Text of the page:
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evidence-based intervention, intervention, pressure ulcer, pressure injury, prevalence, repositioning, risk assessment



  1. Hodl, Manuela PhD, MSc, BSc
  2. Eglseer, Doris MSc, PhD(c)
  3. Lohrmann, Christa PhD, RN, FEANS


OBJECTIVE: To evaluate if the use of a pressure injury (PI) risk assessment is associated with the more frequent use of international evidence-based guideline interventions in patients at risk of PI.


METHODS: Data were collected through a multicenter cross-sectional prevalence study conducted on November 14, 2017. Study authors analyzed data from 532 patients 65 years at risk of PI or older in Austrian hospitals.


MAIN OUTCOME MEASURES: Repositioning, mobilization, floating heels/heel devices, moisture/barrier cream, patient education, malnutrition screening, referral to a dietitian, and hydration/nutrition management.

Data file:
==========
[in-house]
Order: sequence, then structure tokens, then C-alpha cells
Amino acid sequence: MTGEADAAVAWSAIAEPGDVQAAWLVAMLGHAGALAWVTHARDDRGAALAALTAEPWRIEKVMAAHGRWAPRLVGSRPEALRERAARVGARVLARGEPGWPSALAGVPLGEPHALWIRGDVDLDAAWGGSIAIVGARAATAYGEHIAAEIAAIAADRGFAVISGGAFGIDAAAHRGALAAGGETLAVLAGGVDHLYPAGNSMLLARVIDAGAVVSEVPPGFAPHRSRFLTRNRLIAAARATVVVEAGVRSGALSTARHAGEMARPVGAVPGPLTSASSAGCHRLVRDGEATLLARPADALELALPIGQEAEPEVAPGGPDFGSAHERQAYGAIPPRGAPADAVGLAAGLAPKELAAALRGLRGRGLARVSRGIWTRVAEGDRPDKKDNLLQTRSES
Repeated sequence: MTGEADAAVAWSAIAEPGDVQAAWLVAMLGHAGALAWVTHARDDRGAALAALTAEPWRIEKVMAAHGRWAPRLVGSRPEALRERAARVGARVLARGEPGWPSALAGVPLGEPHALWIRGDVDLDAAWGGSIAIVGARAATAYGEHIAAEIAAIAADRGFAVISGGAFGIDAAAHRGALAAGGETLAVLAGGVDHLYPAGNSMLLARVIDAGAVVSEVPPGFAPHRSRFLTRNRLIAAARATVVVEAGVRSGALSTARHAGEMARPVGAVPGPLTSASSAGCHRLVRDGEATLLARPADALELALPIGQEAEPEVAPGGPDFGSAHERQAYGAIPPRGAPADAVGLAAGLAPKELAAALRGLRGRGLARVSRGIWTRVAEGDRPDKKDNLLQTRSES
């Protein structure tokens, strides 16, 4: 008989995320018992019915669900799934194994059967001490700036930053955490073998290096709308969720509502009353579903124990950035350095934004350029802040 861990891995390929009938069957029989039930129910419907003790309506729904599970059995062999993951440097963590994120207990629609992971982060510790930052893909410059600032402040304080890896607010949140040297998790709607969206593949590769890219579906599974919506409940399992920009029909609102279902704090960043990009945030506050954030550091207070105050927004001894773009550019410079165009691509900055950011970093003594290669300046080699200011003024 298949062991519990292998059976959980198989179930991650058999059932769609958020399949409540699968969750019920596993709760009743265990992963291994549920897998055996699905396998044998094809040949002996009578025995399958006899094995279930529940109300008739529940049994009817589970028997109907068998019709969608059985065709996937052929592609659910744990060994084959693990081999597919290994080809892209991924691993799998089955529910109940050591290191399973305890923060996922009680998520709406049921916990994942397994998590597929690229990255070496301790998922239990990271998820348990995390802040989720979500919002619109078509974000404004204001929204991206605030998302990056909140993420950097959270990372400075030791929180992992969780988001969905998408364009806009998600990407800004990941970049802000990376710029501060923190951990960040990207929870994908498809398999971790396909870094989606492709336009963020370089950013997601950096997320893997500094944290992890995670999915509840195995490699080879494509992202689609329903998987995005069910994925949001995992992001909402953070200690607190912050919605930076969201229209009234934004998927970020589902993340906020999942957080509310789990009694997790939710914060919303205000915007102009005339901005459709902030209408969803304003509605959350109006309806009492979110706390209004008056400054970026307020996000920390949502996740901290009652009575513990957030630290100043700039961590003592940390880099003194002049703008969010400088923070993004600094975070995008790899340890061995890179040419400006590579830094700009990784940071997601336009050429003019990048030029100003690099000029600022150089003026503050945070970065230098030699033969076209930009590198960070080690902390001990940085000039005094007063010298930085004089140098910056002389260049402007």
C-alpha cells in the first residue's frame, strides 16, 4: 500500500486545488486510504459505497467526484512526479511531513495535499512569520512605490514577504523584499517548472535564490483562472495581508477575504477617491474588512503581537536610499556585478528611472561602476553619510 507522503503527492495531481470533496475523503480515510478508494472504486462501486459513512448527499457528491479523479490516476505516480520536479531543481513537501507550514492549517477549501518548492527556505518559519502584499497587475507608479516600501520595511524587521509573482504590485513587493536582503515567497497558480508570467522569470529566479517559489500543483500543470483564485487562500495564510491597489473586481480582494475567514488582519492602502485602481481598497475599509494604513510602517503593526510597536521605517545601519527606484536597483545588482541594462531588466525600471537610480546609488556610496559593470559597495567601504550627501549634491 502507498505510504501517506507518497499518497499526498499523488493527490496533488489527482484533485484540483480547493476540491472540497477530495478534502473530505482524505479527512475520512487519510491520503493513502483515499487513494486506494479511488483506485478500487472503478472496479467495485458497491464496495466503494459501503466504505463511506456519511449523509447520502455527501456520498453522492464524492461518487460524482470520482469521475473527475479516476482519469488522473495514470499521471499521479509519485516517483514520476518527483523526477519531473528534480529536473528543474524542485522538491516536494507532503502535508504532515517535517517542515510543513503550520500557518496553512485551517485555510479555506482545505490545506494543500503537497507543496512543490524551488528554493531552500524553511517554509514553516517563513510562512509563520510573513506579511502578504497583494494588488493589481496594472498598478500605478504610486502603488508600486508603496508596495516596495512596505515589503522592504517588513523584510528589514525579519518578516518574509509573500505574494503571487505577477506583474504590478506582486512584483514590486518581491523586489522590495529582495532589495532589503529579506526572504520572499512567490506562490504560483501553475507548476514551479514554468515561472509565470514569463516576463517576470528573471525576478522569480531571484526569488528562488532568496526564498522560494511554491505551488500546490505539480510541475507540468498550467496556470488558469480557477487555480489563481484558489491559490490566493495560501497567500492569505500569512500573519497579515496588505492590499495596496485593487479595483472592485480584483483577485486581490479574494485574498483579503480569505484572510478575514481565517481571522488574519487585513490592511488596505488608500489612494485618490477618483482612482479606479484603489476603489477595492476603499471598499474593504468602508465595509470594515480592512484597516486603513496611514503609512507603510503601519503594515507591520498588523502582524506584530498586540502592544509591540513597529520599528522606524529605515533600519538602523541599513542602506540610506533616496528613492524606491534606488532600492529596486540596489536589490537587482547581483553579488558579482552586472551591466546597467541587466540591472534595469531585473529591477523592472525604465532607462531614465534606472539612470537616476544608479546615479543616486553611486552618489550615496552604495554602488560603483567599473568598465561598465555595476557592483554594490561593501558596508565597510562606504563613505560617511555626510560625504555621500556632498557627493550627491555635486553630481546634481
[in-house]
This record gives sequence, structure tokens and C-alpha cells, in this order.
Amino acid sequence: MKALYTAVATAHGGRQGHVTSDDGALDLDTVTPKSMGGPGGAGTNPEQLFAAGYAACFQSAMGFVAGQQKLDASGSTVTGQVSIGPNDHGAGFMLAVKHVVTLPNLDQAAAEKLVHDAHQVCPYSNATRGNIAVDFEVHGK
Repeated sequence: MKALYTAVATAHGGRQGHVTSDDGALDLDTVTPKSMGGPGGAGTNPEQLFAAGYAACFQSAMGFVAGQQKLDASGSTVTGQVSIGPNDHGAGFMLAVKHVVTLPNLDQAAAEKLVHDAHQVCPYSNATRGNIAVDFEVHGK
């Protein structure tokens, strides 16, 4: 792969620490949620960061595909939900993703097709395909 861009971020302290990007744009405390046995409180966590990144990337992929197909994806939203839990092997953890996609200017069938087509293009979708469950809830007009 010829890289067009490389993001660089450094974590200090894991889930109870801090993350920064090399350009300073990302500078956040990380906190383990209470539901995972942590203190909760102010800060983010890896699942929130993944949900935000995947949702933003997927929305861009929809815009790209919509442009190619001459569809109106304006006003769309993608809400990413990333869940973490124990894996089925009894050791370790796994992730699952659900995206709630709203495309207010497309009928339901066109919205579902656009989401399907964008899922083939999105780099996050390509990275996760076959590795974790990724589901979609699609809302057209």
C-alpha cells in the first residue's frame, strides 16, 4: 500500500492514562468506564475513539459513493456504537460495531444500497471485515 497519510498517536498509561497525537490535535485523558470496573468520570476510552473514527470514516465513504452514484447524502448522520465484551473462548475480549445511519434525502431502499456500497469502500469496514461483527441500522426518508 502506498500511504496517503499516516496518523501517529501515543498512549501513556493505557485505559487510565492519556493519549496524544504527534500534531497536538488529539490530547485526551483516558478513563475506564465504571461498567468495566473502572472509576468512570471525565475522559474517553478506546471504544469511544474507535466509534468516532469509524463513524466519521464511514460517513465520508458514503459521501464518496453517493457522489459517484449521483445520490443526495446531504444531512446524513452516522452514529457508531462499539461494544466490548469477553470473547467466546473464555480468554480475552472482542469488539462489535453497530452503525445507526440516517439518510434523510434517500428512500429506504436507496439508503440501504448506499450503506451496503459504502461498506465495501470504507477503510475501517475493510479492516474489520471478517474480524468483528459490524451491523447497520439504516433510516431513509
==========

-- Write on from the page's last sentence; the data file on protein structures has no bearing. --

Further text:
MAIN RESULTS: The risk assessment was documented on admission for 80% (n = 435) of the at-risk patients. Patients for whom a PI risk assessment was conducted were older and more care dependent, and nearly 20% had a PI compared with patients for whom no risk assessment was conducted upon admission. Conducting a risk assessment led to a statistically significantly higher number of internationally recommended PI preventive interventions being performed for at-risk patients, such as provision of moisture/barrier cream, mobilization specific for PI, malnutrition screening, and floating heels or heel suspension devices.


CONCLUSIONS: These results showed that conducting and documenting a risk assessment led to more recommended interventions being performed. Although such interventions are recommended for all patients, these findings are especially relevant for patients at mild or moderate risk of PI who might be otherwise overlooked, which in turn could reduce hospital-acquired PI rates.